P&O admits paying new ferry workers below UK minimum wage

Chief executive Peter Hebblethwaite said the average pay of the new crew is just £5.15 per hour.

24 March 2022

Most seafarers replacing the 800 workers sacked by P&O Ferries are being paid below the UK’s national minimum wage, the boss of the company has admitted.

Chief executive Peter Hebblethwaite, whose basic annual salary is £325,000, told a joint session of the Commons’ transport and business select committees that the average hourly pay of the new crew is just £5.50 per hour.

The minimum wage in the UK for people aged 23 and above is £8.91 per hour.

The sacked crew earned an average of £36,000 per year.

Peter Hebblethwaite answering questions in front of the Transport Committee and Business, Energy and Industrial Strategy Select Committee
Peter Hebblethwaite answering questions in front of MPs (House of Commons/PA)

Mr Hebblethwaite told MPs: “On the routes that are international routes, that are governed by ITF (International Transport Workers’ Federation) standards, we are paying above ITF minimum wages.”

Business committee member Andy McDonald said: “That’s below the national minimum wage of this country.

“How do you reconcile that?”

Mr Hebblethwaite replied: “Where we are governed by national minimum wage, we will absolutely pay national minimum wage.

“This is an international seafaring model that is consistent with models throughout the globe and our competitors.”

The ferry company boss offered no answer when Mr McDonald asked “could you sustain your lifestyle?” if he was paid the same as the new workers.

The Labour MP added: “How do you expect them to be able to feed their families and pay their bills?”

Mick Lynch, general secretary of the Rail, Maritime and Transport union was critical of P&O's actions
Mick Lynch, general secretary of the Rail, Maritime and Transport union, also appeared before the committees (House of Commons/PA)

Mr Hebblethwaite said a consultation on the new crewing model for P&O Ferries would have been “a sham” as “no union could accept it” because of the “fundamental nature of change”.

He went on: “We didn’t want to put anybody through that.

“We are compensating people in full and up-front for that decision.”

Questioned on whether he is concerned he had breached his legal obligations as a company director, Mr Hebblethwaite said: “I completely throw our hands up, my hands up, that we did choose not to consult.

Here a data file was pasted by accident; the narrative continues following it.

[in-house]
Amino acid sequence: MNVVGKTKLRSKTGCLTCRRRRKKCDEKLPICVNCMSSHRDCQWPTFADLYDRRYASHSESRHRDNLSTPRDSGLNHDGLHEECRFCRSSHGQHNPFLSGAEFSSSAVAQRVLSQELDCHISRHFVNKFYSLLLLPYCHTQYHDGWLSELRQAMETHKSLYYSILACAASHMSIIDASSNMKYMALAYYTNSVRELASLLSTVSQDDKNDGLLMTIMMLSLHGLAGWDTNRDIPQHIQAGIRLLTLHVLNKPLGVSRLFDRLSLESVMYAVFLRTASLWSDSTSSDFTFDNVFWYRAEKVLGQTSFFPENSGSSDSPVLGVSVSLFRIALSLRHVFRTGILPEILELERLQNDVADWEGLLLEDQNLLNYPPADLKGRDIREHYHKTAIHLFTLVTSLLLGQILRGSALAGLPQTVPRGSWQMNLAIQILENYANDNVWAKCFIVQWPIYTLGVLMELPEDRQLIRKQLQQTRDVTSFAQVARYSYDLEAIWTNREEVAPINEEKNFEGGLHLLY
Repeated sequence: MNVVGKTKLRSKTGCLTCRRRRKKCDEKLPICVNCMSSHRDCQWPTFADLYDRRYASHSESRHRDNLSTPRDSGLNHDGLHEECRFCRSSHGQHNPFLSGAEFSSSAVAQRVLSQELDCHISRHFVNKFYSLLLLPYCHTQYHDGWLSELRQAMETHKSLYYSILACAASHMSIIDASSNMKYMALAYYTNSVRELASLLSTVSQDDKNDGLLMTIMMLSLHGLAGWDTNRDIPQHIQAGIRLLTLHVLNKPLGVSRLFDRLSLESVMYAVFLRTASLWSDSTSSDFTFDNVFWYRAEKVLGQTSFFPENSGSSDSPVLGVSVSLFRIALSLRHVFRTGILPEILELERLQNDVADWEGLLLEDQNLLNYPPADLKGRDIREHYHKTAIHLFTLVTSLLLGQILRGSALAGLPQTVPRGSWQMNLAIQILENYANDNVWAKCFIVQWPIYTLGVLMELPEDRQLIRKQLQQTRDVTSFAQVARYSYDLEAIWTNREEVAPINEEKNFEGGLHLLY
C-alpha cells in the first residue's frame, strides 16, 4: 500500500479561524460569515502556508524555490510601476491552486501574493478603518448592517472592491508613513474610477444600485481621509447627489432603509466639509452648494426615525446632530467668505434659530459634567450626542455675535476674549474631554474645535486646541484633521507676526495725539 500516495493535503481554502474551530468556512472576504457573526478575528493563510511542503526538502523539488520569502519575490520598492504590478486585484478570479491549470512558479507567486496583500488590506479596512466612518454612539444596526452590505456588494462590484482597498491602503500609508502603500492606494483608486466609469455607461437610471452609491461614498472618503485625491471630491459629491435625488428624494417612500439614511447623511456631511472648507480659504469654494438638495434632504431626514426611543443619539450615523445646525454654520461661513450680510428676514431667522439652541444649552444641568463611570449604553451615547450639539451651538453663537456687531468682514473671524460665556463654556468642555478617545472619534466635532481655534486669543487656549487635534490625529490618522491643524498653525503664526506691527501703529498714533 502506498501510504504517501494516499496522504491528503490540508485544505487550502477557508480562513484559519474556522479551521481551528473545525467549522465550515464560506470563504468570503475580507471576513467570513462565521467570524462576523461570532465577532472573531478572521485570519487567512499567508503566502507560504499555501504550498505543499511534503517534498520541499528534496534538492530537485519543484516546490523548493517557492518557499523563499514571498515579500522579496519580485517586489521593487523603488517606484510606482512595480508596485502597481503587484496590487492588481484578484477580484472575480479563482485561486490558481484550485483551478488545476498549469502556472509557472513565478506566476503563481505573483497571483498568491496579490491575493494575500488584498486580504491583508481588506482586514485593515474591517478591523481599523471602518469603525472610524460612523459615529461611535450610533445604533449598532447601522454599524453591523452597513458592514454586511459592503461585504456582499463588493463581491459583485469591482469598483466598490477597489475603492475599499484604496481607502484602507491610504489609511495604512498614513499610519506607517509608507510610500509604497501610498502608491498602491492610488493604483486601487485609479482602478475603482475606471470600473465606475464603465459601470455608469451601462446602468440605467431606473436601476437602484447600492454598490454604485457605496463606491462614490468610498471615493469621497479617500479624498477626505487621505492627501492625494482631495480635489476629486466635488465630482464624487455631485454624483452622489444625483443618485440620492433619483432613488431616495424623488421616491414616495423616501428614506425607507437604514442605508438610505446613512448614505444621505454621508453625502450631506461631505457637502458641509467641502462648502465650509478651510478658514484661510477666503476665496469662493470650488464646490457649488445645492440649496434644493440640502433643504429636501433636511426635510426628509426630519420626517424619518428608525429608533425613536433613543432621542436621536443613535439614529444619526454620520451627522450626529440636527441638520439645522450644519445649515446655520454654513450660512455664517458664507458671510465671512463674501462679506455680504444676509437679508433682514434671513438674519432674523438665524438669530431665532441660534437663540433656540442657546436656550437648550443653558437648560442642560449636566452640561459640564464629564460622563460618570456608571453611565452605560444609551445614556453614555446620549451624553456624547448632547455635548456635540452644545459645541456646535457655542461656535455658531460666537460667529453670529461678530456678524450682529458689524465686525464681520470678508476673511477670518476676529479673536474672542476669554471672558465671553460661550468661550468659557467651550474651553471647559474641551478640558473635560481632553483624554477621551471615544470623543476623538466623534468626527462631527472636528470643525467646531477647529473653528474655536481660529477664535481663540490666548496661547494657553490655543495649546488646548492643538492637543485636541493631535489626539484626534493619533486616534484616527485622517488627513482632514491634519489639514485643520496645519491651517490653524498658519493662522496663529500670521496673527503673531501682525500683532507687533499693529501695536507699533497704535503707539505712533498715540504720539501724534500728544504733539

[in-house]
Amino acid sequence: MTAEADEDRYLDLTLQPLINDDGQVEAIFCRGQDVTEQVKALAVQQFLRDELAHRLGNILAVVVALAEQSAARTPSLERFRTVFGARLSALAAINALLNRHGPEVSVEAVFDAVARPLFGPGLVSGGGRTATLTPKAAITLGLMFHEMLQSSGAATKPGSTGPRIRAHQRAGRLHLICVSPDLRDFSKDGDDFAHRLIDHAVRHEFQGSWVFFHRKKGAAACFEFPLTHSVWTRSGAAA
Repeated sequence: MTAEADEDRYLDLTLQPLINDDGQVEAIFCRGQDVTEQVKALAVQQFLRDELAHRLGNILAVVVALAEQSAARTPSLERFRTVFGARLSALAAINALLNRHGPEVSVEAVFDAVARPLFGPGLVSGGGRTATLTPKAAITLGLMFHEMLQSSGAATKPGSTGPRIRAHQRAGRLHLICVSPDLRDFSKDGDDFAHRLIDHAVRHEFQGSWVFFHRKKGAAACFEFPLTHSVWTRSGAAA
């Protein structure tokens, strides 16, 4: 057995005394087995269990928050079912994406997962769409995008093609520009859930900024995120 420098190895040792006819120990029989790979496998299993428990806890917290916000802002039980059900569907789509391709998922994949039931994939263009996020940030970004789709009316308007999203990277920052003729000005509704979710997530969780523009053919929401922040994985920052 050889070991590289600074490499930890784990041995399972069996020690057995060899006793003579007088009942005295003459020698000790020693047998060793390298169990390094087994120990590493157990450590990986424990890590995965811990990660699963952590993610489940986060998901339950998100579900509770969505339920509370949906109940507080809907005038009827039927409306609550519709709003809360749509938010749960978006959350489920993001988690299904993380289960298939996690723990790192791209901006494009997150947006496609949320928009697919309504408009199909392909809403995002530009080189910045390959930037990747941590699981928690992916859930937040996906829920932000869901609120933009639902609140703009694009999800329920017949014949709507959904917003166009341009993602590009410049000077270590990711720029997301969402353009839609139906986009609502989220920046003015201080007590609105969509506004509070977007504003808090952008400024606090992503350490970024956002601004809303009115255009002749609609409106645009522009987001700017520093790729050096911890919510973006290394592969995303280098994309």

“We did not believe there was any other way to do this.”

Asked if he would make the same decision again with the benefit of hindsight, Mr Hebblethwaite replied: “We weren’t viable before, and I know that if we hadn’t made radical changes the business would have closed.”

Mr Hebblethwaite also told MPs that Transport Secretary Grant Shapps was informed by P&O Ferries’ owner DP World that the company would be changing its business model on November 22 last year.

The PA news agency understands the Department for Transport disputes that claim.

Mick Lynch, general secretary of the Rail, Maritime and Transport union (RMT), told MPs that P&O Ferries “made flagrant breaches of the law”.

P&O Ferries vessel
P&O Ferries sacked 800 seafarers last week and is replacing them with staff paid significantly less (PA)

He said: “They’ve done it deliberately and they’ve factored in what they’re going to have to pay for it.”

He said the company is “threatening and blackmailing” its former employees, telling them they must sign a document or “you’ll potentially get no award whatsoever, and you have to give up all of your legal rights”.

He added: “This is absolutely outrageous.”

Mr Lynch described UK employment law as “a shambles”.

Andrew Burns QC, barrister at Devereaux Chambers, told MPs “all employers with ships must give a notice to the appropriate authority 45 days before dismissal”.

He continued: “My understanding from what I’ve been told this morning is that the notice was given to the appropriate authorities in the countries where the ships are flagged only on the day of the dismissals and not in advance.”

That “appears to be a breach” of employment law, and “it may be that (P&O Ferries) are liable to a prosecution”, he said.

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